Since its inception, copyright law has always recognized a certain amount of flexibility not only for purposes of teaching but also for purposes of comment and criticism and for news reporting. Since the 1970's, a "fair use" doctrine has been codified into U.S. Copyright law to include not only reproduction of printed material but also, thanks to the emergence of easily accessible audio recording technology, the reproduction of audio materials for these same purposes. [See U.S. Code, Title 17, section 107.]
Fair use is determined by the following criteria:
- the purpose and character of the use, including whether such use is of a commercial nature or is for nonprofit educational purposes; the nature of the copyrighted work;
- the amount and substantiality of the portion used in relation to the copyrighted work as a whole; and
- the effect of the use upon the potential market for or value of the copyrighted work.
Meeting these criteria in a classroom environment is pretty straightforward, but what about elsewhere in the university?
In the 1970's many of us on college campuses across America (yours truly included) routinely used cassette recording as a means to distribute the cost of record albums across multiple individuals. Technically, we were operating outside the terms of "fair use" but the extent of the economic impact on copyright holders was minimal. It was no excuse but our ignorance -- and the low impact of our actions -- protected us. It was only later in life that we appreciated the scope of our actions.
Today, the story is quite different -- books are stored in electronic form in university libraries, CDs represent the gold standard of audio reproduction, and audio cassettes have been replaced by MP3 files. To be fair, most university libraries are conscientious about protecting the copyrights of the materials, both printed and electronic, which have been placed in their care but that is not necessarily so with faculty and students.
The technology of the 1970s was imperfect and reproductions of any kind were inferior to the original. Copies of copies quickly became unusable -- dramatically limiting the commercial impact of wholesale reproduction of copyrighted materials. Today, the copy is totally indistinguishable from the original and wholesale commercial re-distribution of these materials is available to anyone with a computer.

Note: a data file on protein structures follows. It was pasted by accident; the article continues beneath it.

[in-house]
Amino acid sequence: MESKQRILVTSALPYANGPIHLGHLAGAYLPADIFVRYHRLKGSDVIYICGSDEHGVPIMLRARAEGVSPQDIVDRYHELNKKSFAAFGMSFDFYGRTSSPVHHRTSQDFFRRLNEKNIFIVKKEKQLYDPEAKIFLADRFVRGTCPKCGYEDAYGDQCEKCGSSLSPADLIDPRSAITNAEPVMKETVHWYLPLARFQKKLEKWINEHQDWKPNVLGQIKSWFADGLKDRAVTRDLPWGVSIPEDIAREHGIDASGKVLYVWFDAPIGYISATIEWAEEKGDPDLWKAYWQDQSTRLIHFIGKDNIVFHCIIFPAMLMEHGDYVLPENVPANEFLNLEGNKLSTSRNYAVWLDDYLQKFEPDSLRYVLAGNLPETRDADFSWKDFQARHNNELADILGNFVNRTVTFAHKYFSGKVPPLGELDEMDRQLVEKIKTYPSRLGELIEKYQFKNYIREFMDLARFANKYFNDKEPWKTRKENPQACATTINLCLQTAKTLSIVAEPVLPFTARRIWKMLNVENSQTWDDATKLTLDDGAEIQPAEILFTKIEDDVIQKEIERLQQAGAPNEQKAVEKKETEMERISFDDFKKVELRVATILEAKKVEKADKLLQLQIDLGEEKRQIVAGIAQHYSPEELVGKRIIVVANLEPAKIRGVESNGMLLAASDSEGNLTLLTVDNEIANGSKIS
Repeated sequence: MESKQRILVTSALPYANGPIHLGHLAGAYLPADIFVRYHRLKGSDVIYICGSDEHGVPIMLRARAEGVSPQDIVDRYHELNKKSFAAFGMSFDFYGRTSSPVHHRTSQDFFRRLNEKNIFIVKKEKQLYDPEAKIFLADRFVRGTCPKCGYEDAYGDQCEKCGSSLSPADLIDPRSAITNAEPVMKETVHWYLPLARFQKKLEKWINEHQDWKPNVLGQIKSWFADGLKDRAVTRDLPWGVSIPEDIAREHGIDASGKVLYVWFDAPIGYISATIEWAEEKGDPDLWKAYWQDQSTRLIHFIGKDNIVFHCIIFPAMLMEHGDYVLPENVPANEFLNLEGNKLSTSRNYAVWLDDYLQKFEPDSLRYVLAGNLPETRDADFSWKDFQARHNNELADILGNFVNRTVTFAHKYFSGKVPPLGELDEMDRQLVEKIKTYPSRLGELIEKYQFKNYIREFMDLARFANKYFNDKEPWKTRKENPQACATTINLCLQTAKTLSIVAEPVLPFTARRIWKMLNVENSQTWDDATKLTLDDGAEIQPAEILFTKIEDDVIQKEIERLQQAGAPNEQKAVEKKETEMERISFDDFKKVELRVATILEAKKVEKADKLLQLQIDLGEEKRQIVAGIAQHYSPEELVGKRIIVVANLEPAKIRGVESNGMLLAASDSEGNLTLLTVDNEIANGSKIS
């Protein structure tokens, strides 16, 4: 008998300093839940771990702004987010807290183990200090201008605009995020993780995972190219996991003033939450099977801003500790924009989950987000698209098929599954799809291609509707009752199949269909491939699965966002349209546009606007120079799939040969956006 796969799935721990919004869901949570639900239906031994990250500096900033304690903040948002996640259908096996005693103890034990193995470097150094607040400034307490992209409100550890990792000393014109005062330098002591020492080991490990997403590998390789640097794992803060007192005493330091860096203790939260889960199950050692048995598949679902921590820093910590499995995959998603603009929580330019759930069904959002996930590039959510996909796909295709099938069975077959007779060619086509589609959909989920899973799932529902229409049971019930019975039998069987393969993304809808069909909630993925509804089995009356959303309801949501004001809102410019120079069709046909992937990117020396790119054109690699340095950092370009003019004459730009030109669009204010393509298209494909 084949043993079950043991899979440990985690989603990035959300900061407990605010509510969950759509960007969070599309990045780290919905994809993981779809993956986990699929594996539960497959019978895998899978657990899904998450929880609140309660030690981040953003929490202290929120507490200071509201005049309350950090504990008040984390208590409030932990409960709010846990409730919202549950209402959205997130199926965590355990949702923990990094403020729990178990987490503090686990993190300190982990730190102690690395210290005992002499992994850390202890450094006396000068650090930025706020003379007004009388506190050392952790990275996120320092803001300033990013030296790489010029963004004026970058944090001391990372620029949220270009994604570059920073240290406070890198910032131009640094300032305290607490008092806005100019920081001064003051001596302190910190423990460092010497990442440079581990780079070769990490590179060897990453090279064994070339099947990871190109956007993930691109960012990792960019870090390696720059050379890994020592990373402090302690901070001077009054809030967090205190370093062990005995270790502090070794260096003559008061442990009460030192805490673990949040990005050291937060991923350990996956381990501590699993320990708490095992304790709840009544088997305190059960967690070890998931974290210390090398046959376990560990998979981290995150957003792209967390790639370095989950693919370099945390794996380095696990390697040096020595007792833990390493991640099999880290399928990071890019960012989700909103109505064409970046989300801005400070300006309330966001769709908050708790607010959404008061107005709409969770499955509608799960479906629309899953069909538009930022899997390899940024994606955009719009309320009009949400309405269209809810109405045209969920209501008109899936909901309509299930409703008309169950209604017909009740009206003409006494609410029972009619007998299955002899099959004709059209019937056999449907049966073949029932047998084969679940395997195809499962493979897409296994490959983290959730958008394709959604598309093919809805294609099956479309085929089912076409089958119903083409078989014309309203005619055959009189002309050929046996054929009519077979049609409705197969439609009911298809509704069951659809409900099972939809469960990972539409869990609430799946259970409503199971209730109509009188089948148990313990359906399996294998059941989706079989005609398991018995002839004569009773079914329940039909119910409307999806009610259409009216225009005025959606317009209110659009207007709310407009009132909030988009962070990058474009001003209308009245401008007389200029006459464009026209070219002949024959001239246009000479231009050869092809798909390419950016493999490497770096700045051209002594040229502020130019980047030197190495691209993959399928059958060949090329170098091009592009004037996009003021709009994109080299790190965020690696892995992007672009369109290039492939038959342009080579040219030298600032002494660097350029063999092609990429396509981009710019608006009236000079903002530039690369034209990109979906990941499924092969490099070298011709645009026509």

In reality, most participants don't even realize that they are stealing -- and not just from some nameless corporation but from their favorite authors and artists -- the people who's work they value the most are the one's most affected by this 'casual pilfering'.
So what does that mean to us -- working in IT for an educational institution?
Ask any university IT department about their biggest challenge and you will probably be told it is the consumption of network bandwidth by music-sharing programs. These programs (more correctly known as peer-to-peer file sharing programs) are legal when not being used to re-distribute copyrighted material. Unfortunately, despite their disclaimers to the contrary, many providers of these programs encourage this illicit use -- despite the potential consequences to their audience. (Yet, they are doing a very good job of limiting their own legal exposure. Go figure.)
Like many of us in our youth, the typical college student assumes that if it is easily available, it must be legal. Right? WRONG. So what can your institution do to minimize the risk, to itself and its students from copyright infringement?